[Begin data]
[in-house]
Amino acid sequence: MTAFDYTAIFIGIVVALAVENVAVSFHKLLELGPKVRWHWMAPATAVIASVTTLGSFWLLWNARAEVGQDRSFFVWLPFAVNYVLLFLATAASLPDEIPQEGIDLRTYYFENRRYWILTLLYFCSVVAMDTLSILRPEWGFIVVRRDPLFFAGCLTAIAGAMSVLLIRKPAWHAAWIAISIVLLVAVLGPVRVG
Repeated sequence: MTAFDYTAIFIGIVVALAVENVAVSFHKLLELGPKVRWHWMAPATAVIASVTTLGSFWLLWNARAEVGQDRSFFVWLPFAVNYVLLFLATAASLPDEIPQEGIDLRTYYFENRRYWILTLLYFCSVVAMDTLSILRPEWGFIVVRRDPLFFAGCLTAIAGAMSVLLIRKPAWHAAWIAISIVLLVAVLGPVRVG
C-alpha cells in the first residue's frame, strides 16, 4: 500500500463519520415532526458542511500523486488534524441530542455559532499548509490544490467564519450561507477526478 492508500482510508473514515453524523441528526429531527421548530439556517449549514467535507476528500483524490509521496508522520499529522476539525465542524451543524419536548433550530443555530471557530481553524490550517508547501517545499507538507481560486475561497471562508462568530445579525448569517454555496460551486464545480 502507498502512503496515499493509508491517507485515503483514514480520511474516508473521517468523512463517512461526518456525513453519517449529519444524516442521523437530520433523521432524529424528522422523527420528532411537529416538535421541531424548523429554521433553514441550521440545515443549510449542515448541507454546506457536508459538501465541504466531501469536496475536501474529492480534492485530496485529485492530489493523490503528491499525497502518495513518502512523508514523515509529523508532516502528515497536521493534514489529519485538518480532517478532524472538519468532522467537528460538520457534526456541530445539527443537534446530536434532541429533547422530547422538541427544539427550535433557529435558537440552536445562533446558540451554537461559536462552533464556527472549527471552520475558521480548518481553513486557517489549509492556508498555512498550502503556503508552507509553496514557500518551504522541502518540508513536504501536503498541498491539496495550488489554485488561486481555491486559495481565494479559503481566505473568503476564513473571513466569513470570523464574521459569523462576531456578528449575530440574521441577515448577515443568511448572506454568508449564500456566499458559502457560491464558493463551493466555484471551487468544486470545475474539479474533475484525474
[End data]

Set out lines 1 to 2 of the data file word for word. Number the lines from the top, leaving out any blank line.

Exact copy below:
[in-house]
Amino acid sequence: MTAFDYTAIFIGIVVALAVENVAVSFHKLLELGPKVRWHWMAPATAVIASVTTLGSFWLLWNARAEVGQDRSFFVWLPFAVNYVLLFLATAASLPDEIPQEGIDLRTYYFENRRYWILTLLYFCSVVAMDTLSILRPEWGFIVVRRDPLFFAGCLTAIAGAMSVLLIRKPAWHAAWIAISIVLLVAVLGPVRVG